Oral History -

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Jeannie Cheatham played roots music before anyone was calling it that. She grew up on church music, and progressed to the blues in a time and place where black women were encouraged to express their emotions through music.  Jeannie was there when rhythm and blues became popular and played her own style in clubs and dances all around America.

Michael Balter discovered, as a percussionist for many stage and symphonic orchestras, that he could create his own sounds by adjusting or wrapping his mallets. He slowly began designing his own mallets for himself and friends, until it was clear that he had his own business. Over the years the Michael Balter Mallet Company produced a steady number of innovative products while gaining a tremendous reputation as a supporter of school music programs and industry organizations.

Heribert Glassl had two musical loves, the tuba and the cello. While it may seem like a strange pairing, Mr. Glassl made it work. In fact, after a long career in musical instrument making, the tuba and cello are the only products he produced in his small German factory.

Richard Janda specialized in repairing stringed instruments. It was also something he enjoyed very much. During World War II he was trained to repair the band instruments for the U.S. Military marching band, in which he was the trombonist. After the war he sought to add to that education while working in the repair department of Reed Music in Austin, TX.

 Jack Javens loved the piano business and became one of the industry’s quintessential salesmen.  He worked for the Aeolian Piano Company out of East Rochester New York beginning in the 1950s and stayed for 26 years.  He witnessed the famous merger between Aeolian and the Winter Piano Company in the mid 1960s and the strong competition of the home organ boom in the 1970s.  Jack was proud of the products he sold and spoke of the rich company history of Aeolian, which went back to 1903. 

George Lewis was the founder of George L’s in Madison, Tennessee, one of the industry’s leading innovators of cable and electronic components.  George played a large role in the development of ShoBud as a retail store and manufacturer of steel pedal guitars.  George’s entire family works in the business, which is now being operated by his two daughters.  His interview was as much a recount of his career as it was an American history lesson as George was on board a ship in Pearl Harbor on D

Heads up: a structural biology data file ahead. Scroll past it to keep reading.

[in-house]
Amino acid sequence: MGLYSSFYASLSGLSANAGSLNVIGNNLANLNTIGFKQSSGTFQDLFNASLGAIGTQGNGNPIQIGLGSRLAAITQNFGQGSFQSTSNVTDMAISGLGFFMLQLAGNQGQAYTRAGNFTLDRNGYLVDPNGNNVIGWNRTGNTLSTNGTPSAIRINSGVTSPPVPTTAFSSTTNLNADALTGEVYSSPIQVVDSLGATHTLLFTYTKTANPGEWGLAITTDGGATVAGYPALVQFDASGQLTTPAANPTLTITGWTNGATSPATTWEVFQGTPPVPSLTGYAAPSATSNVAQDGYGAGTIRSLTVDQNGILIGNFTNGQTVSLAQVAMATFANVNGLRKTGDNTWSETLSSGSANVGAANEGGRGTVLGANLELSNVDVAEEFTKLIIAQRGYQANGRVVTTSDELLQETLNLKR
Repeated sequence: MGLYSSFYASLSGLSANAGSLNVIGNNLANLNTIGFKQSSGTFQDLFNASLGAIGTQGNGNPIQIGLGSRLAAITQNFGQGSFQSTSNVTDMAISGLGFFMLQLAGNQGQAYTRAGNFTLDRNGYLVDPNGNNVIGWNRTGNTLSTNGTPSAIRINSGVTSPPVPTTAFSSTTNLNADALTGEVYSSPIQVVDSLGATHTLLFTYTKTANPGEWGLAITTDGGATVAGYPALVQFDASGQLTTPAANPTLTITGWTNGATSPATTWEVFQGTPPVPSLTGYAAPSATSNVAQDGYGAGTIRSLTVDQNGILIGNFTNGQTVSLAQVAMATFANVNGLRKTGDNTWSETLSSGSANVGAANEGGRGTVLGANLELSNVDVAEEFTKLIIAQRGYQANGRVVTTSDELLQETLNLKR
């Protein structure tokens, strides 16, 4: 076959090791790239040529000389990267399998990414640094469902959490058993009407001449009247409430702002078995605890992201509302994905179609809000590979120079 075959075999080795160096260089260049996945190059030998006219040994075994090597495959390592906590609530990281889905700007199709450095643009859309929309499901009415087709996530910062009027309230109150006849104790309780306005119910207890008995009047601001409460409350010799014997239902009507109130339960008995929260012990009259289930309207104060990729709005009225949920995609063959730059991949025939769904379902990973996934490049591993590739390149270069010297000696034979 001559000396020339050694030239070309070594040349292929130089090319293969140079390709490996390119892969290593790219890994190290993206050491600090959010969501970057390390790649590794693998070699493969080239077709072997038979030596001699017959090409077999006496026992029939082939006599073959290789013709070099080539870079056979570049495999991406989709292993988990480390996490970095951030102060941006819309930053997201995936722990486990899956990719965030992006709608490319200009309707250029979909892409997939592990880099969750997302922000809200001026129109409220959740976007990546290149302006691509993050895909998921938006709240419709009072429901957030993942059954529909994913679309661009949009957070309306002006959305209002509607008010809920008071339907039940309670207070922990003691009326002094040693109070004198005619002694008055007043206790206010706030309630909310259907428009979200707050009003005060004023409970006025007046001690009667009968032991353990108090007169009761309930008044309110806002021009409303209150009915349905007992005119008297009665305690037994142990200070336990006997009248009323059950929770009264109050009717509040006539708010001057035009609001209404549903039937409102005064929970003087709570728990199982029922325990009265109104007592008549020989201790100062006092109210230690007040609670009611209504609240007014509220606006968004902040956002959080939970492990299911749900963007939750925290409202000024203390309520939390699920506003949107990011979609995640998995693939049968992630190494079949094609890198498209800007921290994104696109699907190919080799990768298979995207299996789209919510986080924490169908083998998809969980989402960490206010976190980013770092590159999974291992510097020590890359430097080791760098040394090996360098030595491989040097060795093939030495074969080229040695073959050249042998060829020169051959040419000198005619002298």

Zhi Cheng Tong served as the Chairman for Pearl River Pianos in China and was one of its longest-term employees.  The company was established in 1956, and he joined the company just two years later. Mr.

 John Hornby Skewes is the founder and president of John Hornby Skewes Company Ltd, a noted music wholesaler located in England, which was established in the early 1960s.    John is also one of the pioneers of the Music Industry Association in the UK and the British Music Fair.

Ruth Sibley Bensinger wrote a song called “So Long Sweetheart” when she was a teenager.  The song was about lovers split by war.  Members of her musically inclined family thought the song was quite promising.  Ruth decided to walk the song over to Fred Waring’s home, whom she had met once through her bandleader father.  Mr.

 Mr. Menchey founded the Menchey Music Service in 1936 out of his mother’s sewing room in Hanover. By the time he retired in 1982, Menchey’s Music grew into the premier full-service school music and piano dealer serving Central Pennsylvania and Northern Maryland.